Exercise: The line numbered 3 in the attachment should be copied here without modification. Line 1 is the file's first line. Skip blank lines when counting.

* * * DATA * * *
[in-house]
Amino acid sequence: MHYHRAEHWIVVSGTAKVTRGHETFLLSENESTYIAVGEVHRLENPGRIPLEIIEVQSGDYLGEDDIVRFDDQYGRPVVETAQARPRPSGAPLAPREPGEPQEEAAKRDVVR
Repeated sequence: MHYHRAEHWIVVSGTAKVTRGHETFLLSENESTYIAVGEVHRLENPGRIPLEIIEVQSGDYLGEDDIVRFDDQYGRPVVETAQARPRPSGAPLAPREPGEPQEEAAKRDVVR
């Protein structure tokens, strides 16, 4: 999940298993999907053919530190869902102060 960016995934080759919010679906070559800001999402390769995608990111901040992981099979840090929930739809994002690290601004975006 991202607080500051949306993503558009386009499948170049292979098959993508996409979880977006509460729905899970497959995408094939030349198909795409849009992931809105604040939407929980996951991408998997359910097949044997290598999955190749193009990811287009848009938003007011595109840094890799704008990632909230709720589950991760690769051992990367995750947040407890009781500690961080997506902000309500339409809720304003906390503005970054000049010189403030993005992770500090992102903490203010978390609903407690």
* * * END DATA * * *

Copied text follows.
Repeated sequence: MHYHRAEHWIVVSGTAKVTRGHETFLLSENESTYIAVGEVHRLENPGRIPLEIIEVQSGDYLGEDDIVRFDDQYGRPVVETAQARPRPSGAPLAPREPGEPQEEAAKRDVVR